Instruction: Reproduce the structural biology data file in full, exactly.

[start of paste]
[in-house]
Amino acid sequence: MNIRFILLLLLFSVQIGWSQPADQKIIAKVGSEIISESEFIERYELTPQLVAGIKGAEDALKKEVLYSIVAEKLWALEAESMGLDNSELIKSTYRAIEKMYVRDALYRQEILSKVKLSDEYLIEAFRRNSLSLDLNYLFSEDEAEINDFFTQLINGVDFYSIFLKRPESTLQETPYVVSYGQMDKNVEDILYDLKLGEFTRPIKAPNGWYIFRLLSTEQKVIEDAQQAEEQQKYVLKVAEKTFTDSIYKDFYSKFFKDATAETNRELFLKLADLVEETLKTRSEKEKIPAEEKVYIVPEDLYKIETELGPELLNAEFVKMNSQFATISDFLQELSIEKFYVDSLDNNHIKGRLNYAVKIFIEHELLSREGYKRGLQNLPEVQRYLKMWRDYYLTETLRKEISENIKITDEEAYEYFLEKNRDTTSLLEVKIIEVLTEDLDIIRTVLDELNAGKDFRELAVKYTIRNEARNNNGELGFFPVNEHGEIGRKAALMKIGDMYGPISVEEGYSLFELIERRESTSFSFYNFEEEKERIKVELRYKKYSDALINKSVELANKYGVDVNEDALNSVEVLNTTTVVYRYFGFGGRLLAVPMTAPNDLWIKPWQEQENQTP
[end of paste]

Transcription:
[in-house]
Amino acid sequence: MNIRFILLLLLFSVQIGWSQPADQKIIAKVGSEIISESEFIERYELTPQLVAGIKGAEDALKKEVLYSIVAEKLWALEAESMGLDNSELIKSTYRAIEKMYVRDALYRQEILSKVKLSDEYLIEAFRRNSLSLDLNYLFSEDEAEINDFFTQLINGVDFYSIFLKRPESTLQETPYVVSYGQMDKNVEDILYDLKLGEFTRPIKAPNGWYIFRLLSTEQKVIEDAQQAEEQQKYVLKVAEKTFTDSIYKDFYSKFFKDATAETNRELFLKLADLVEETLKTRSEKEKIPAEEKVYIVPEDLYKIETELGPELLNAEFVKMNSQFATISDFLQELSIEKFYVDSLDNNHIKGRLNYAVKIFIEHELLSREGYKRGLQNLPEVQRYLKMWRDYYLTETLRKEISENIKITDEEAYEYFLEKNRDTTSLLEVKIIEVLTEDLDIIRTVLDELNAGKDFRELAVKYTIRNEARNNNGELGFFPVNEHGEIGRKAALMKIGDMYGPISVEEGYSLFELIERRESTSFSFYNFEEEKERIKVELRYKKYSDALINKSVELANKYGVDVNEDALNSVEVLNTTTVVYRYFGFGGRLLAVPMTAPNDLWIKPWQEQENQTP